South Sudan: ‘Imagine No Malaria’


Wayne graduate involved with ‘Sudan Project’

Noel Garrett, a 1993 Wayne High School graduate, relates to children and families in South Sudan.


Submitted photos.

These are some of the huts characteristic of South Sudan.


Submitted photos.

Noel Garrett demonstrates carrying a water container.


Submitted photos.

HUBER HEIGHTS — Noel Garrett, a 1993 Wayne High School graduate and a 1997 Bowling Green State University graduate, recently spoke to the Huber Heights Rotary Club on the topic “Imagine No Malaria.” This involved her recent work in South Sudan called the “Sudan Project” with Ginghamsburg United Methodist Church. She has previously worked in missions in Haiti, Bulgaria, the Czech Republic and Ethiopia.

She said Ginghamsburg Church has been involved in the Sudan since Christmas 2004 with primary work in Darfur, Sudan related to agricultural programs, education, safe water and child development.

Garrett said that in 2011, Sudan divided into two countries and a lot of the people they had been serving in Darfur started moving south into South Sudan and the church began work there. Last year, their malaria project was implemented in Yei County, South Sudan, close to the border of Uganda and the Congo, with the distribution of 30,000 mosquito nets that last for five years. One of the places nets were given out was at a refugee camp. Garrett called this territory “a big malaria area” and said it is the number one killer of children under the age of five and of pregnant women.

She said it is not uncommon for one to three members of families to be afflicted with malaria on a monthly basis “and they just think it is something that you have to live with.” She said this results in the loss of family members and affects the economy of the family and health care as people can’t work or go to school.

“But, it’s actually something that doesn’t have to be the number one killer,” she said, indicating one of the main ways to protect families is the use of mosquito nets. She said they did community based training of volunteers before distributing 30,000 nets. Going house to house, they taught the people what malaria is and where it originates and showed them how to use the net over their sleeping spaces as most people sleep on the floor inside a hut. She said it is not uncommon for two or three children to sleep under one net.

“It’s a fight that I’m glad that we’re a part of because it effects all of the families in this area,” said Garrett.

For others that don’t have nets, they are encouraged to save $10 to invest in this purchase for their families. Garrett said that nets have to be hung outside away from the sleeping space for 24 hours before use as the nets are treated with chemicals.

She said that since South Sudan is four years old, it will take time for the people “to get on their feet” as groups seek to help them fill in the gaps in infrastructure, the economy, healthcare and education over a long period of time.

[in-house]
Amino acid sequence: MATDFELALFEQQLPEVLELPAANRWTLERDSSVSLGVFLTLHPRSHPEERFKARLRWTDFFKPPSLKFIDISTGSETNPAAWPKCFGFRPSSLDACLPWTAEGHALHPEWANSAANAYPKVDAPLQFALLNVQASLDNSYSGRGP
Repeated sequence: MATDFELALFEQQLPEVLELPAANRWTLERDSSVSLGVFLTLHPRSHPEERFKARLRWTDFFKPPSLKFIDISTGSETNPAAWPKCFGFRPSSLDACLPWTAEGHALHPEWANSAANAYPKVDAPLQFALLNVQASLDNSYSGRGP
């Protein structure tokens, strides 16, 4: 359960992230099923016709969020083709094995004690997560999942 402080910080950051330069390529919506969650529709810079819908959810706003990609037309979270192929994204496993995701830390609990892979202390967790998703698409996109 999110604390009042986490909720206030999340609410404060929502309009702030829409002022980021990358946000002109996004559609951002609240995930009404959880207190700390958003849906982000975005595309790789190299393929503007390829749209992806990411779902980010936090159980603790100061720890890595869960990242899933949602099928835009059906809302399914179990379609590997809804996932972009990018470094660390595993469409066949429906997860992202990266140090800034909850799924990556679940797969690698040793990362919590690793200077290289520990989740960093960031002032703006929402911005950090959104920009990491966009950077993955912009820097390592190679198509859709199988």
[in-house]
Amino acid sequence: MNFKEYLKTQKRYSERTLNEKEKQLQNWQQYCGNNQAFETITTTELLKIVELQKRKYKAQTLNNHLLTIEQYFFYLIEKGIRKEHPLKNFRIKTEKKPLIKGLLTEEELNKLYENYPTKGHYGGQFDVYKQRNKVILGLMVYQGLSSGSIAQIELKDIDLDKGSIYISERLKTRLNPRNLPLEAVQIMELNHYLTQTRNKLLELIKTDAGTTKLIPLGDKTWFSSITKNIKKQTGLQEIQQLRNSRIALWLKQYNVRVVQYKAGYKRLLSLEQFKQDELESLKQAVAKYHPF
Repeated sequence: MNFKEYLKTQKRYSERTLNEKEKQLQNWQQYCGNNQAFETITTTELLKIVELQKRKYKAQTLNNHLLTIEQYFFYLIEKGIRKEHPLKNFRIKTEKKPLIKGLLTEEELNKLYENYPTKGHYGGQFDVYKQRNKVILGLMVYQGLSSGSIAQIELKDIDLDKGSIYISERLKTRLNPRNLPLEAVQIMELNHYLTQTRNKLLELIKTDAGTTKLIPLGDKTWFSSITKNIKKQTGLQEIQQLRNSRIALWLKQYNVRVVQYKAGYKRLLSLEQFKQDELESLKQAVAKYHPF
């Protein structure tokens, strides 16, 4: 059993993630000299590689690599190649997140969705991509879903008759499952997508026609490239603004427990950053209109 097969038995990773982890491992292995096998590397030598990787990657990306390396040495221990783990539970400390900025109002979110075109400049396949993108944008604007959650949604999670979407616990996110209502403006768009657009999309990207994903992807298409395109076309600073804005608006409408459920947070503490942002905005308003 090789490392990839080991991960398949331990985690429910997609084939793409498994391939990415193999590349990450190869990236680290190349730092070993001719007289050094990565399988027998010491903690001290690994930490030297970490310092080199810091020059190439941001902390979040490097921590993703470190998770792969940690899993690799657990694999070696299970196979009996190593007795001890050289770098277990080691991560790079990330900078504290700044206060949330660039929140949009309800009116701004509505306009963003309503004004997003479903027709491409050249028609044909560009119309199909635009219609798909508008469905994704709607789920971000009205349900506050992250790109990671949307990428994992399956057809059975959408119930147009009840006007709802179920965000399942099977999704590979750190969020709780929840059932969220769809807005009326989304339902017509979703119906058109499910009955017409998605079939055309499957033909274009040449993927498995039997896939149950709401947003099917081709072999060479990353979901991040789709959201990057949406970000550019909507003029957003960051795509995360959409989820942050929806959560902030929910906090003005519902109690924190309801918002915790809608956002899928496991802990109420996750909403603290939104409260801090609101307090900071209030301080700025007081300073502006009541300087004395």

Garrett said there are no paved roads in the area where she is working and said it is very hard to travel during the rainy season. She said most people who live in huts don’t have running water and traveling to a water source takes significant time for women and older girls, who carry the water on their heads sometimes twice a day.

Garrett said that a lot of the fathers “got lost in the war” so there are many single mothers raising children with very little or no income. She said families in South Sudan are “really struggling” as insecurity and fighting has increased in the last several months.

“Also, the economy has experienced high inflation,” said Garrett. “So now, the prices in the market are two or three times higher than what it normally was before, so people cannot afford to buy basic necessities including food.”

She said that when she asked mothers how they keep going, their response was that they wanted a better future for their children.

“They’re just trying to survive,” said Garrett. “They’ve really been traumatized as people with all the years of war, but now they’re traumatized daily from all of the different challenges they face.”

Garrett said the land is very fertile in South Sudan, and if they could create an infrastructure to support their agriculture, it could be the backbone of the country.

Garrett said families often can’t afford to send all of their children to school, so they have to decide which ones can go. She also indicated that there is a lack of educated teachers as well as a lack of materials for schools.

Despite all the challenges, there is hope that as Ginghamsburg Church and others come alongside the South Sudanese and work together, change will come and they will be able in the future to stand on their own. According to Garrett, more partners and much prayer is needed for the world’s newest country.

For information about Ginghamsburg’s Sudan project, go to thesudanproject.org.

Noel Garrett, a 1993 Wayne High School graduate, relates to children and families in South Sudan.
http://aimmedianetwork.com/wp-content/uploads/sites/35/2015/08/web1_Garrett_72.jpgNoel Garrett, a 1993 Wayne High School graduate, relates to children and families in South Sudan. Submitted photos.

These are some of the huts characteristic of South Sudan.
http://aimmedianetwork.com/wp-content/uploads/sites/35/2015/08/web1_Garrett_8442.jpgThese are some of the huts characteristic of South Sudan. Submitted photos.

Noel Garrett demonstrates carrying a water container.
http://aimmedianetwork.com/wp-content/uploads/sites/35/2015/08/web1_Garrett_12092.jpgNoel Garrett demonstrates carrying a water container. Submitted photos.
Wayne graduate involved with ‘Sudan Project’

Reach Greg Smart at 937-236-4990, ext. 2542 or on Twitter @HH_Courier.com

Reach Greg Smart at 937-236-4990, ext. 2542 or on Twitter @HH_Courier.com